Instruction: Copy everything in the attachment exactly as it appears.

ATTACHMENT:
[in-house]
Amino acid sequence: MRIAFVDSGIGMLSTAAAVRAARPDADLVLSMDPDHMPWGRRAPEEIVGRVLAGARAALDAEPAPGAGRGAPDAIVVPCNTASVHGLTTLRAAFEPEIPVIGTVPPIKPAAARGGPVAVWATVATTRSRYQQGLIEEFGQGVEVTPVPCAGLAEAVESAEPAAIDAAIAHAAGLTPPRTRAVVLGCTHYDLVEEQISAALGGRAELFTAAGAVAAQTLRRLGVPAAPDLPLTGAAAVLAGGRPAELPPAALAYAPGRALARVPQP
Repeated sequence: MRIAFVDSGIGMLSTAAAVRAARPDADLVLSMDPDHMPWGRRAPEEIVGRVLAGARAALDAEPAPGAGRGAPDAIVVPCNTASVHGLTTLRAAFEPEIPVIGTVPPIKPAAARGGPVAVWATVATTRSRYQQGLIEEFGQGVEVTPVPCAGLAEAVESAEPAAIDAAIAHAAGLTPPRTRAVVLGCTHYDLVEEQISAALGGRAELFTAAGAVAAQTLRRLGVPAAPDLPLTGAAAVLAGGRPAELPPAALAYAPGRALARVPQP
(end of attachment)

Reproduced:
[in-house]
Amino acid sequence: MRIAFVDSGIGMLSTAAAVRAARPDADLVLSMDPDHMPWGRRAPEEIVGRVLAGARAALDAEPAPGAGRGAPDAIVVPCNTASVHGLTTLRAAFEPEIPVIGTVPPIKPAAARGGPVAVWATVATTRSRYQQGLIEEFGQGVEVTPVPCAGLAEAVESAEPAAIDAAIAHAAGLTPPRTRAVVLGCTHYDLVEEQISAALGGRAELFTAAGAVAAQTLRRLGVPAAPDLPLTGAAAVLAGGRPAELPPAALAYAPGRALARVPQP
Repeated sequence: MRIAFVDSGIGMLSTAAAVRAARPDADLVLSMDPDHMPWGRRAPEEIVGRVLAGARAALDAEPAPGAGRGAPDAIVVPCNTASVHGLTTLRAAFEPEIPVIGTVPPIKPAAARGGPVAVWATVATTRSRYQQGLIEEFGQGVEVTPVPCAGLAEAVESAEPAAIDAAIAHAAGLTPPRTRAVVLGCTHYDLVEEQISAALGGRAELFTAAGAVAAQTLRRLGVPAAPDLPLTGAAAVLAGGRPAELPPAALAYAPGRALARVPQP